Estimated reading time: 6 minutes
Arthur Hailey has been able to pierce and expose various industries over the course of his illustrious career like few others could have hoped. In Hotel (a novel adapted into a television show as well as a movie) he takes us through five fateful days at New Orleans’ largest hotel as the lives of its guests, workers and managers intersect in unpredictable ways.
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Arthur Hailey Opens the Doors to Human Drama
Hotels are a part of life many of us have been accustomed to since childhood, even if we didn’t get to stay in them all that often. They’ve likely been integrated into popular culture as much as real life, giving artists of all kinds the perfect canvas on which to paint rich and diverse characters mixed with the nearly-occult aspect of management. In his bestseller of the 60s titled Hotel, Arthur Hailey shows what a true virtuoso can accomplish with the concept.
Adapted into both a television show and a movie, the story takes place over the course of five intensely-charged days at New Orleans’ most expensive hotel, where the uppermost and eccentric crust of society tends to mingle. Contrary to outward appearances, the property is in financial difficulty, and the owner has only four days to come up with a solution.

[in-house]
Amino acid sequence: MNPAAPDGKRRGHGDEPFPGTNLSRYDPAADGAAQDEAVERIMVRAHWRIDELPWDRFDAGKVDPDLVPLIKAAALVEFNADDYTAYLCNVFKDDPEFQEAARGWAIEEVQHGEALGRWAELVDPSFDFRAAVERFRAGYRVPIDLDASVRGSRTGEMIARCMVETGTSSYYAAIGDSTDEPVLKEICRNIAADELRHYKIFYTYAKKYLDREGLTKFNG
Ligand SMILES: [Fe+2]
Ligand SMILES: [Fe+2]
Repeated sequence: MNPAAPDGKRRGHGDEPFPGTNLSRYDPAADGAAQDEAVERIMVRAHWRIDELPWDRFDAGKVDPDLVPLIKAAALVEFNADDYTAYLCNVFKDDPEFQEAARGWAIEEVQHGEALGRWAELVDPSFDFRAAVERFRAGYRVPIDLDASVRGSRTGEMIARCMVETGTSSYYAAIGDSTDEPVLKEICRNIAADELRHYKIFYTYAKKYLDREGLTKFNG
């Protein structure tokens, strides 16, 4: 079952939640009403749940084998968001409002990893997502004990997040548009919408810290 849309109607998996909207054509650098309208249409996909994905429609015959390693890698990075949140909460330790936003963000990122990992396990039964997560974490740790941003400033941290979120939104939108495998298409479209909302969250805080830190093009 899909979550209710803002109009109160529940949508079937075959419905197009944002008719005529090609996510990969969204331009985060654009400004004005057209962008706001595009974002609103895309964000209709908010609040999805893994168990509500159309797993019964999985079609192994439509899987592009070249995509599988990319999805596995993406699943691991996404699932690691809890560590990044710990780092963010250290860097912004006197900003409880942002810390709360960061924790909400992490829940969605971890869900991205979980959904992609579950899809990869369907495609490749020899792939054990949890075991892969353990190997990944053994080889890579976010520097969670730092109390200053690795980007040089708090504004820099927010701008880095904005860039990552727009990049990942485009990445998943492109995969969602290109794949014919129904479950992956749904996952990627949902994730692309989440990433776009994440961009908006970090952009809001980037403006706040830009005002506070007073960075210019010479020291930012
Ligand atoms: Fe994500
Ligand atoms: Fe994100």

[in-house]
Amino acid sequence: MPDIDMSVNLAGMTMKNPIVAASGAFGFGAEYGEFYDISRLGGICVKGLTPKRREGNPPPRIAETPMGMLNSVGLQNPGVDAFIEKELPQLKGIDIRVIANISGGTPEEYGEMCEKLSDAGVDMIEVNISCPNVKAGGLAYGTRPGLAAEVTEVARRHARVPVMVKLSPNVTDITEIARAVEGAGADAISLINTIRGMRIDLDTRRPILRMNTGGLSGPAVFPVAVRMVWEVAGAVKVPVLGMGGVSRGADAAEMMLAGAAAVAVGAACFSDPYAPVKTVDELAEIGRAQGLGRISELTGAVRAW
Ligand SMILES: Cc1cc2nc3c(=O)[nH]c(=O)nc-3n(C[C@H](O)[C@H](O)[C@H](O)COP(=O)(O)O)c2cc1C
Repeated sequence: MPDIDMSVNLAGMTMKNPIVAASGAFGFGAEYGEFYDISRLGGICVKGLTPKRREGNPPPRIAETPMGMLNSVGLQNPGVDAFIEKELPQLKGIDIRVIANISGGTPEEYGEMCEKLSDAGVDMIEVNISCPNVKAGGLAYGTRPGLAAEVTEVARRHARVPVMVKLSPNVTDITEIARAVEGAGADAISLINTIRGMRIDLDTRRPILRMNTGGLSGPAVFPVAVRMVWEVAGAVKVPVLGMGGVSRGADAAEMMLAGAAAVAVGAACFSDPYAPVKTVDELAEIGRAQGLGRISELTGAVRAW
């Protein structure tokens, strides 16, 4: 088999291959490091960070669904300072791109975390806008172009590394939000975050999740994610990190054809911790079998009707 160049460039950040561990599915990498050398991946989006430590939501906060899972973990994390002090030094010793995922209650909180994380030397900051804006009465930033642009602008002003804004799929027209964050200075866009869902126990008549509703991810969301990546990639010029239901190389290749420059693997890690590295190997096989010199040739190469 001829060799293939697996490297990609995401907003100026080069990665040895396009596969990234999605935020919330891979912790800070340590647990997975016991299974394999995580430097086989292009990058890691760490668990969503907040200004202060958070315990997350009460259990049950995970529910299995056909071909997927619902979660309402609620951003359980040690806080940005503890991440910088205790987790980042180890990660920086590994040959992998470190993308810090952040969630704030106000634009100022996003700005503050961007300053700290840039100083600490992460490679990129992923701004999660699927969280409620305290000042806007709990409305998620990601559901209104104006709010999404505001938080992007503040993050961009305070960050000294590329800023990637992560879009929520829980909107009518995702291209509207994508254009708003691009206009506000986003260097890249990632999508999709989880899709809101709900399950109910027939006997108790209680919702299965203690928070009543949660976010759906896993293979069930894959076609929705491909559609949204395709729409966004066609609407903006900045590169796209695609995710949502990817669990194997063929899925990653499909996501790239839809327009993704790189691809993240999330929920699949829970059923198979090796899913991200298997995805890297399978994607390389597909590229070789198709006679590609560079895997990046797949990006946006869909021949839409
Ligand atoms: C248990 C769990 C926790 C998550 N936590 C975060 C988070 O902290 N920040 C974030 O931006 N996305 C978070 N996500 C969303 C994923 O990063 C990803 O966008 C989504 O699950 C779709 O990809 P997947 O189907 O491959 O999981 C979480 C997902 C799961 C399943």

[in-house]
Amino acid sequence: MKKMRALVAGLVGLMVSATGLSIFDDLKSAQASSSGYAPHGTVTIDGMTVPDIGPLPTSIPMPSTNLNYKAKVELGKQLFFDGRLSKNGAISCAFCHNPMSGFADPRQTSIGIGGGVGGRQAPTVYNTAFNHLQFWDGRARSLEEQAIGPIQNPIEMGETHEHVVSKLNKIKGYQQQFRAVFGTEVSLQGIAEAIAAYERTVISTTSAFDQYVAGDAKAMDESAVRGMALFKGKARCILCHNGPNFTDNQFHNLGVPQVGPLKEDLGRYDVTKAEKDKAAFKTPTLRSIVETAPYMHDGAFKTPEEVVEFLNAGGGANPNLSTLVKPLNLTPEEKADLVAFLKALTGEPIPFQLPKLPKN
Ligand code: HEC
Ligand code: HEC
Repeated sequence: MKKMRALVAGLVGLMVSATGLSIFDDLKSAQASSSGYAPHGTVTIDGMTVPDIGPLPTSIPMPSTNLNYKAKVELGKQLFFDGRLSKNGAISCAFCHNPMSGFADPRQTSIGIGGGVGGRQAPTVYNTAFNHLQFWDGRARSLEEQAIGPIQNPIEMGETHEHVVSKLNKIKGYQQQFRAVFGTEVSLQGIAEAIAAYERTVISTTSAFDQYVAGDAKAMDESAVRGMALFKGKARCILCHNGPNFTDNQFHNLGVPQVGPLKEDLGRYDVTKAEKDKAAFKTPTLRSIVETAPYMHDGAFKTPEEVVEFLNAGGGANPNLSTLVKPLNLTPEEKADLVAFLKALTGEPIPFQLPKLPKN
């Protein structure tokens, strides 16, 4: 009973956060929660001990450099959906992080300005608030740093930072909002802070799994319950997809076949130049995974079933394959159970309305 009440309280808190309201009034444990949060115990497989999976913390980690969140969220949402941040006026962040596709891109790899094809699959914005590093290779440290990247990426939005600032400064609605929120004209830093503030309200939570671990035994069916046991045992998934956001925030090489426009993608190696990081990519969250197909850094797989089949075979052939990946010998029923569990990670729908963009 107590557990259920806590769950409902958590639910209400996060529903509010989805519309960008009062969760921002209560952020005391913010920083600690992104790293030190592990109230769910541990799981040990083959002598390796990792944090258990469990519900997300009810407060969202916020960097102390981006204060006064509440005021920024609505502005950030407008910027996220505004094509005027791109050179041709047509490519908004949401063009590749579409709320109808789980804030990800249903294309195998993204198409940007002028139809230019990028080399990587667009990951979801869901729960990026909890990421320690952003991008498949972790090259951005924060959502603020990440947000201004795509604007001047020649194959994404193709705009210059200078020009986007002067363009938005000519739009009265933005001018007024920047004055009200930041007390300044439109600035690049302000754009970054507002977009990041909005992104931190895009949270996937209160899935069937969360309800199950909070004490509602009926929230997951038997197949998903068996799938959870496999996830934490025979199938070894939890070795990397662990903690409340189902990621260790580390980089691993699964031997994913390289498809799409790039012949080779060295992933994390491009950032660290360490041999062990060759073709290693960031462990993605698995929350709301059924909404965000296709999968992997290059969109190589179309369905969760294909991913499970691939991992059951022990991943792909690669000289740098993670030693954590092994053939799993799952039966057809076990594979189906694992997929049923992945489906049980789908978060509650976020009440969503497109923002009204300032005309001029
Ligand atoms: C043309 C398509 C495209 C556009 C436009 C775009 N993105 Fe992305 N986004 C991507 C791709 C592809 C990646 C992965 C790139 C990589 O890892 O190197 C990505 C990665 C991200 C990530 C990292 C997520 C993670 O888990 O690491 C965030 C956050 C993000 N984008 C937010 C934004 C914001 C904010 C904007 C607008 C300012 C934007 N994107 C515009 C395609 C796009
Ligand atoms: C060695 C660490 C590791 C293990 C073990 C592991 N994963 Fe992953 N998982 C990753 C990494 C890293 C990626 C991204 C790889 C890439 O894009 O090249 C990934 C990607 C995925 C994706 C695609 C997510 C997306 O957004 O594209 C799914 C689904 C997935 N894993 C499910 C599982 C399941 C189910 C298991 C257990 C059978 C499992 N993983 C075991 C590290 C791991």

The slacking employees and distracted management aren’t making things any easier, and in a final desperate (and likely foolish) bid the owner brings in Peter McDermott, a gifted and experienced hotel manager, but with a few scandals following him wherever he goes. A wild card if there ever was one, but beggars can’t be choosers.
As the hours go by the job seems to prove increasingly difficult and stressful, with one crisis making itself known as soon as the previous one has been dealt with. Between his unenthusiastic staff and the strange guests he is constantly forced to accommodate, Peter might just be in over his head, and the hotel might have to close its doors for good.
On the other side of the curtain though, the people are still coming and going, including a professional thief, several attractive women, a union president with a malicious scheme up his sleeve, a hotel detective and even actual royalty, though they behave like anything but what they claim to be. The lines of all these people intersect and converge on the hotel, mixing with the lives of its staff and managers, teaching each and every one of them a thing or two about life.